Frankly, the Constitutional idolatry that many Americans seems possessed of strikes me as a peculiar form of paganism. The whole thing about checks and balances, limited power and making abrupt changes as difficult as it gets is marvelous at theoretical level but let's have a look at the facts.
The size and scope of the US government has been increasing ever since its establishment, slowly at the beginning and rapidly in the 20-th century. The US government today (and during the whole last century) is/was bigger and has/had more power and influence over the lives of the American citizens than poor King George III and his government ever dreamed of. The same checks and balances that were in force during Washington, Adams and Jefferson operate during Obama (or Bush or Clinton or you name it) - yet the difference in the scope and size of the power of these presidents is obvious. So, there you have on one hand a Constitution whose explicit aim is to limit the power of the government and on the other hand a government operating under the selfsame Constitution and whose power has increased at an exponential rate in the last 100 years. Can someone please explain me (a) this paradox and (b) why such a Constitution should be regarded as a nec plus ultra in matters political?
You have to understand--the Constitution they are idolizing is one that hasn't been in operation since at least the 1850s, and probably never was in operation to begin with. The document represents an idea to them, and the fact that the idea never operated in the real world, or at least crumbled into uselessness when it met the real world (that's what the Civil War was about, in a way) does not register with them.
Nor do they seem to understand that using the US political system of c. 1800 as an ideal suggests to others that they think it's fine to deny basic rights to anyone who isn't a non White and a male
For these people, the current US system of government doesn't really operate under "their" Constitution, so all the grand centralization that's been going on since the Civil War is illegitimate. They want a government which only acts when it's really necessary,
and lets the rich loot the poor at will, because that's only fair
and lets people alone to live their lives and make money as they see fit, because that's the only fair way to do it.
And they also usually want a US military that's strong enough to make everyone else in the world do whatever they want or think is good for the rest of the world. The fact that this goal makes reaching the other goal is also one of those things that fails to register with them. And very strangely, these same people have by and large reached the conclusion that it's fine for the state and local governments to act tyrannically. It's only the Federal government that they worry about.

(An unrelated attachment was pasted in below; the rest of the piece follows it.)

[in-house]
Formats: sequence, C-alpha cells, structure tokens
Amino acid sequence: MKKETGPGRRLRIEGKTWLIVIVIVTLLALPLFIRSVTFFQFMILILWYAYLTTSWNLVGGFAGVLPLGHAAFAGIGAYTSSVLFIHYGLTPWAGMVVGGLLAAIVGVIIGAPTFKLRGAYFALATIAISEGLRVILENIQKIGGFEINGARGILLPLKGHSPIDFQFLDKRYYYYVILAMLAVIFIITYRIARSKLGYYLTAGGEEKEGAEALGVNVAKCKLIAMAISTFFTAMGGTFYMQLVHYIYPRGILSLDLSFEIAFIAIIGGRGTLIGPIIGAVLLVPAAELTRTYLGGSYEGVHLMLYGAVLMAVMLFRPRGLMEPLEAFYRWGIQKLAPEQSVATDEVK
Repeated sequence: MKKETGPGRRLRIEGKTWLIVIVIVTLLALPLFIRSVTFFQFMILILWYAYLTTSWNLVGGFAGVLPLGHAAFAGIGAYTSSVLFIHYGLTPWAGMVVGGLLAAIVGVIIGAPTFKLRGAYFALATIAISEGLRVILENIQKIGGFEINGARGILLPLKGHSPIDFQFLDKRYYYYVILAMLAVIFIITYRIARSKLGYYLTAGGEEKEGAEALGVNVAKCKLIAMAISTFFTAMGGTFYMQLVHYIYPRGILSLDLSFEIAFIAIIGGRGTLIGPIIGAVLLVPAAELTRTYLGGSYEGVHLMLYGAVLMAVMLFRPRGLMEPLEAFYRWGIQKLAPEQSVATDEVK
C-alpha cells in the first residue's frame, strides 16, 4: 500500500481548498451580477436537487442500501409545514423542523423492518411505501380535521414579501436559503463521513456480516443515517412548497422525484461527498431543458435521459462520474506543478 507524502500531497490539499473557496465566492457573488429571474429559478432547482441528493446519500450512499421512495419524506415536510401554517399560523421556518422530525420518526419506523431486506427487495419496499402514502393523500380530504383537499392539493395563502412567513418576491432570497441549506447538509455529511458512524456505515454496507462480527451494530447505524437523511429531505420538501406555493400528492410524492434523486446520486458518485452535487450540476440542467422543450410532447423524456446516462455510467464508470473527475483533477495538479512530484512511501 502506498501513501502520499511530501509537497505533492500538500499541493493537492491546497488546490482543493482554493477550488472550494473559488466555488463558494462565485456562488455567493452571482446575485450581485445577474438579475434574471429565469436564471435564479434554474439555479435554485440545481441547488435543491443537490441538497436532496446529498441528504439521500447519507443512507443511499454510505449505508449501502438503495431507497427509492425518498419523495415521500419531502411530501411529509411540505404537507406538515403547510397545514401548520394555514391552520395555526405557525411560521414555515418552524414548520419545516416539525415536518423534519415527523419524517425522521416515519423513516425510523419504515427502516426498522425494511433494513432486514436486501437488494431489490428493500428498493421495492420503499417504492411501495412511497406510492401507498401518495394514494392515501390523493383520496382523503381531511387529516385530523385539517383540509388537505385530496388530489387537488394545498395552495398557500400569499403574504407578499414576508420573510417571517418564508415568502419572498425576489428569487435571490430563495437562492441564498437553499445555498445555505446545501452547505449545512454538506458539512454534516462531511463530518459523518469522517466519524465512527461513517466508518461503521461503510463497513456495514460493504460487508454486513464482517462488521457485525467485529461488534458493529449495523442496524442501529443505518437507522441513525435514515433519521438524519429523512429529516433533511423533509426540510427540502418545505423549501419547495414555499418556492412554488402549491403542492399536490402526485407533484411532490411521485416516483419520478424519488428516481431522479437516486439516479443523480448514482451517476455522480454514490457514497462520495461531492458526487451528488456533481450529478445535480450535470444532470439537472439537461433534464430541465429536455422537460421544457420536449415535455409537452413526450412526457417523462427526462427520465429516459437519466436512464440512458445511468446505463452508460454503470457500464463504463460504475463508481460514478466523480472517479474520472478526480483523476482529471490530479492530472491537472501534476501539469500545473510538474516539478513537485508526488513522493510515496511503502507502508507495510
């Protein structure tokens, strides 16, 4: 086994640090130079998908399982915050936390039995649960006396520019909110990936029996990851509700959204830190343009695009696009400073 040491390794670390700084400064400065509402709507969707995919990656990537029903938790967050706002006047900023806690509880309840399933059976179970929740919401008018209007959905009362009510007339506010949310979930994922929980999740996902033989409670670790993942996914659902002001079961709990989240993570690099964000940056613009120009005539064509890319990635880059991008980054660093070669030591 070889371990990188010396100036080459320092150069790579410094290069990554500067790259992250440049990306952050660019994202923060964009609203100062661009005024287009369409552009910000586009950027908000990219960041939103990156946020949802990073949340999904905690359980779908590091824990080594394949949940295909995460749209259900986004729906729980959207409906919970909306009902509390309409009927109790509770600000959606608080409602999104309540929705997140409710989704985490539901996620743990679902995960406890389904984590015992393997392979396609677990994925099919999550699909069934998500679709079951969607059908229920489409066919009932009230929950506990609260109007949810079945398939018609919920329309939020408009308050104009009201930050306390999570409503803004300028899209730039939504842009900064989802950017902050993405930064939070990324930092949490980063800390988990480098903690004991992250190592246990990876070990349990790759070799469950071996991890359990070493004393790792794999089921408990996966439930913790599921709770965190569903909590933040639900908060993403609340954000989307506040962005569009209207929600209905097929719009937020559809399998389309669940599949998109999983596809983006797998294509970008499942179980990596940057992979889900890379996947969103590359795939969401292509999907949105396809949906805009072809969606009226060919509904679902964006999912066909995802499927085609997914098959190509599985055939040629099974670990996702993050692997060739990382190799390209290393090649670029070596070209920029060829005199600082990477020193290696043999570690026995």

That said, the Constitution does have a semi divine status in American Culture, as an expression of American uniqueness--it's one of those things that most Americans think of as evidence that we're better than others. Other countries have constitutions, but ours was the first and often enough the model for many of them. (I'm pretty sure Switzerland did not have one in 1789, and it actually differs in some important ways from the US version.) Nor did all those constitutions last (for instance, just how many constitutions have the French gone through since the Bastille fell?), or actually work the way they should have on paper (for instance, the Soviet Union's enumeration of basic rights in its Constitution versus the actual practice). We've managed to make it through two centuries with (officially at least) the same basic document, and only one great spasm of violence that couldn't be handled under that document (the Civil War).
But the real basis of American prosperity has nothing directly to do with the Constitution. It's the fact of our geographical location--isolated enough from other countries that we could develop the resources of of most of one vast continent without intereference from outside. The Constitution and the system it set up allowed us the stability to do that.